SMP Logic Systems Versus Guangdong Yifang Pharmaceutical Co., Ltd.

Plaintiff SMP Logic Systems, LLC sued Guangdong Yifang Pharmaceutical Co., Ltd. (“Yifang”) for patent infringement on certain pharmaceutical products.  See attached complaint. GUANGDONG YIFANG PATENT

SWIPE INNOVATIONS LLC VS PAX TECHNOLOGY, PAX GLOBAL TECHNOLOGY AND HI SUN TECHNOLOGY

Swipe sued Pax Global in Hong Kong and Hi Sun Technology in China for patent infringement for imports of payment terminal products and/or systems capable of encrypting confidential account information (including at least the PAX Technology SP30 product and/or system).  See attached complaint.  PATENT FINANCIAL SYSTEMS

ANTITRUST

The Vitamin C antitrust trial against Chinese companies will start up next month in the Eastern District of New York.  See the attached scheduling order.

SECURITIES

In January, several Class Action Securities cases were filed against Chinese companies.  The first case is Jiewen Zeng vs Qiao Xing Mobile Communication Company, Zhi Yang Wu, Rui Lin Wu, David Li and Kok Seong Tan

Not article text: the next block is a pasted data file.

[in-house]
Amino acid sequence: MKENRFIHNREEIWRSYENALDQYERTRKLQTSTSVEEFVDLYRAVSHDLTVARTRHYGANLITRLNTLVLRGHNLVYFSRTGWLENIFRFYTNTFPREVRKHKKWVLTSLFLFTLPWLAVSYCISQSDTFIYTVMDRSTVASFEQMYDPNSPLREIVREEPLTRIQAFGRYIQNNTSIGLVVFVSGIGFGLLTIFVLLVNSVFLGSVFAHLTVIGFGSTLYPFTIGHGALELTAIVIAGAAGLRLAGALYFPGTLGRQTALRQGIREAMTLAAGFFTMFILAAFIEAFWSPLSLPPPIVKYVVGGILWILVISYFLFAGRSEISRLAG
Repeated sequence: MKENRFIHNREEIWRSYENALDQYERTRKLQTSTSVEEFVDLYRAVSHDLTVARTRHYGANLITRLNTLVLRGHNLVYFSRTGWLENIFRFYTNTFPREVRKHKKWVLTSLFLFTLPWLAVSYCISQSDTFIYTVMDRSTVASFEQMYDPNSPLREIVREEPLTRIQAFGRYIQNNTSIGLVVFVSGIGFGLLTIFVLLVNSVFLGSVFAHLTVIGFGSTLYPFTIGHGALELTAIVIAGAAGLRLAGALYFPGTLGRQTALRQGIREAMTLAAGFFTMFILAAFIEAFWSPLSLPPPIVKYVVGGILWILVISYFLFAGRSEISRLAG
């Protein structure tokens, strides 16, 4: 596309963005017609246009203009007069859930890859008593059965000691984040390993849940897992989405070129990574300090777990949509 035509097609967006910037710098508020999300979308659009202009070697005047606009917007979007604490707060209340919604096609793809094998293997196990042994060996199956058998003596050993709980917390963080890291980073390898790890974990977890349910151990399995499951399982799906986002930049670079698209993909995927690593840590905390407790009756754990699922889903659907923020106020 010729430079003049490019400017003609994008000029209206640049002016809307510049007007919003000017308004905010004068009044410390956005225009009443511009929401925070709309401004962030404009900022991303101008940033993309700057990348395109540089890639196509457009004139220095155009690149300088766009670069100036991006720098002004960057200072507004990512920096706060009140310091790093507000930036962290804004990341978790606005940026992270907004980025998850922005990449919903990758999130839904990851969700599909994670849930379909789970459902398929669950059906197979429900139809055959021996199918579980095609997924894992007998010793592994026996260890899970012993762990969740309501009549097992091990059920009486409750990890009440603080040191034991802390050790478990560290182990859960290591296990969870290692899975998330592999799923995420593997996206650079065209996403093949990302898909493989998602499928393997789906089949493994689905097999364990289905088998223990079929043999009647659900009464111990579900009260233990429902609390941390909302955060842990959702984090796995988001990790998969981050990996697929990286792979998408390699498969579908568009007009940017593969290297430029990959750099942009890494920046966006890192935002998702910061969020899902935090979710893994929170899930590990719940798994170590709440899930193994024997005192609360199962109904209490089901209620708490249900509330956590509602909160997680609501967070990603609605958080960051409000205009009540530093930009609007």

The second case is Chris Basnett v. Longwei Petroleum Investment Holding Ltd., Cai Youngjun, James Crane, and Michael Toups.

The third case is Michael Dao vs. Silvercorp Metals Inc. and several individuals.

See the three attached complaints.  CHINA MOBILE CASE LONGWEI PETROLEUM SILVERCORP CASE

CHINESE ANTIDUMPING CASES AGAINST US COMPANIES

Last Friday, the Chinese Ministry of Commerce (“MOFCOM”) China levied anti-dumping duties on U.S. and EU imports of ethylene glycol monobutyl ether and diethylene glycol monobutyl ether, two chemicals commonly used in varnishes and paint solvents.  The antidumping duties against US companies range from 10.6% percent for Eastman Chemical Co., 14.1% for Dow Chemical Co. and a 10.6 for Equistar Chemicals LP, as well as a 18.8% for BASF SE, a German chemical company, 9.3 % for Swiss company Ineos Group Ltd. and 10.8% percent rate Sasol Germany GmbH.

Other U.S. companies will face a US wide rate of 14.1 percent and other EU Companies an EU wide rate of 10.8 percent.

What goes around, comes around and the Trade War continues.